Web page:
But the rest of us have had enough and we opt to ride back over Cocklaw Fell to Sadgill. Earlier in the ride a mechanical meant that Warren and Martin had to drive to Sadgill and miss the first section of the ride over Staveley Head fell.
We’re getting into our sixth hour in the saddle and, as we make the final descent, I can’t respond to the bike anymore. I’ve had my fill and just want to get to the end.
Back at the car and I begin to reflect on what I’ve just been through
Despite its horrors it’s easy to see why Nan Bield rates as one of the finest mountain bike experiences in the UK.
The most memorable mountain bike rides are those imbued with a sense of real adventure.
But it’s remarkable how quickly the trails which seemed so intimidating to the novice quickly become tamed by the accumulation of experience and technique.
When I first bought a mountain bike it was with the thought of scaling the Lake District’s highest ground on two wheels that made me part with what I considered to be a ridiculous sum of money.
A few forays to the Peaks from my home in Stockport made me realise that the Lakes wouldn’t be as easy to conquer as I initially thought.
Nine months later, the paths that once struck fear into my heart seemed to present less of a challenge.
I stopped boring my family and friends with endless tails of ‘rocky downhills’ and ‘technical climbs’.
Thing is, completing Nan Bield hasn’t encouraged much story telling either. Because the truth is, I don’t remember much about it. Large sections, such as the climb to and descent from the Gatesgarth pass didn’t leave an impression. It was as if each piece of the ride erased the memory of the last.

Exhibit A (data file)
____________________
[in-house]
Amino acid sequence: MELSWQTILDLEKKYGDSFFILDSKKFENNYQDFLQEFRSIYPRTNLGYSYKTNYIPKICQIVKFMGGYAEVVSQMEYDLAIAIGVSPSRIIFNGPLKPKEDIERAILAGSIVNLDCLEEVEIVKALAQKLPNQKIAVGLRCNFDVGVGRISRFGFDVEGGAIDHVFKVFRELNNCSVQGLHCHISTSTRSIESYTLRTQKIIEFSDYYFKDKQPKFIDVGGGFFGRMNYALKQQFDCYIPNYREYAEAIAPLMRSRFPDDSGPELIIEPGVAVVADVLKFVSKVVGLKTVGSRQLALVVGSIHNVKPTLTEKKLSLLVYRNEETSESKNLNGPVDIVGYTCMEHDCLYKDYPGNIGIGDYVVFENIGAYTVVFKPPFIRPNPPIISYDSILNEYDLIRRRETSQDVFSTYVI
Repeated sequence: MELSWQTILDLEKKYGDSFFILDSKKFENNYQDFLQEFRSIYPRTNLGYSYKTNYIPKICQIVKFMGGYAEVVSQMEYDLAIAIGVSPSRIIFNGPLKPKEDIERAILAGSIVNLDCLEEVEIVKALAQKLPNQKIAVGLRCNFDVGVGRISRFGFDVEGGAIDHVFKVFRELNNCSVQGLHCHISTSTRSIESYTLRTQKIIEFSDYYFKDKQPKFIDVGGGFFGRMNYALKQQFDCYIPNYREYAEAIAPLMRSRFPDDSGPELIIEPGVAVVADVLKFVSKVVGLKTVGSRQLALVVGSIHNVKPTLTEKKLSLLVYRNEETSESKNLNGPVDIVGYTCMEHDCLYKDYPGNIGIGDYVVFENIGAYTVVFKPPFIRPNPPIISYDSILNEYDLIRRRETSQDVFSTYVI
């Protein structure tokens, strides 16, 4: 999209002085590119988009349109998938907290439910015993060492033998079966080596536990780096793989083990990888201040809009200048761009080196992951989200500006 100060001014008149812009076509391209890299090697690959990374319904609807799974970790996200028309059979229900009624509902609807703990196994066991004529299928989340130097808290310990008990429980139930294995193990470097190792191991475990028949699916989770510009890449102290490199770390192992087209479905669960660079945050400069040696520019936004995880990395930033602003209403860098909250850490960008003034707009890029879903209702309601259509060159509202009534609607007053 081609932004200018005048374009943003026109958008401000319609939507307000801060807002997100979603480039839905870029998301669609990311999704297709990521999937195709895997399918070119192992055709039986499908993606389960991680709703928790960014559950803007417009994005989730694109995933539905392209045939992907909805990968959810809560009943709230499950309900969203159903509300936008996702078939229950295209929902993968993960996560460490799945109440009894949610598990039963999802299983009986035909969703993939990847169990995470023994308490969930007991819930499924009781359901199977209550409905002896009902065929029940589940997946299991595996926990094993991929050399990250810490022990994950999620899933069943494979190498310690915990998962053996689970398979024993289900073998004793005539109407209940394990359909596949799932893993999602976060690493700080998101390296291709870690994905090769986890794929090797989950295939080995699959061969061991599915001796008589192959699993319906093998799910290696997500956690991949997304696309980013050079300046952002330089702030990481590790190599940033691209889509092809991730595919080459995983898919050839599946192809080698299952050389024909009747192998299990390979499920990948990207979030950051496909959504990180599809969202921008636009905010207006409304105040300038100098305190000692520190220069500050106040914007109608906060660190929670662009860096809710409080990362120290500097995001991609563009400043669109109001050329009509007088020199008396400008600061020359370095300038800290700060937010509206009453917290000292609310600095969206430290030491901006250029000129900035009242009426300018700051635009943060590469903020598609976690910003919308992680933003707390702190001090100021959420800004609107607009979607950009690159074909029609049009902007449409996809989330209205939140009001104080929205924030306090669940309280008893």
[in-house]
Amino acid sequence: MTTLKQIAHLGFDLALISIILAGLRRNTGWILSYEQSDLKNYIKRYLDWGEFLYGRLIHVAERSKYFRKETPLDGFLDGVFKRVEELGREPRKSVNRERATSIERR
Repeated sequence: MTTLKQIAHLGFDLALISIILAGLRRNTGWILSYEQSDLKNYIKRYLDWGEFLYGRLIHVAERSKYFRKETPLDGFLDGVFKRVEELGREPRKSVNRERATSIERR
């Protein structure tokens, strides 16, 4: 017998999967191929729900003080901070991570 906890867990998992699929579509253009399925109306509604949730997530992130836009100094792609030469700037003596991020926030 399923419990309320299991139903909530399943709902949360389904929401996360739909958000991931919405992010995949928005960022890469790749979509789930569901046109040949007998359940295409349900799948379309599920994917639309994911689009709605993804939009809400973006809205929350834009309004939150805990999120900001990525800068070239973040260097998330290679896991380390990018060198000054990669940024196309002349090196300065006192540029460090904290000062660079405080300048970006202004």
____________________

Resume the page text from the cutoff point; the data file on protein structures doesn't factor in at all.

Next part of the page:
It’s a contradiction in terms but perhaps the most memorable rides are those you don’t remember.
To me mountain biking represents a yearning as much as an activity. And it’s a yearning to gain access to a state of mind in which self-consciousness is lost in the unmediated thrill of riding.
It’s that zen-like trance of seeing the mountains, riding your bike and rolling around in the vastness of mountain space.
It’s the trip into the unknown so compelling that the brain is unable to press the record button because it’s continually hammering the one marked ‘survival’.
The times I’ve got nearest to achieving this are the ones I’m least likely to remember.
In a paraphrase of the great Italian football manager, Manlio Scopigno, “Happiness is not riding, happiness is hoping to ride.”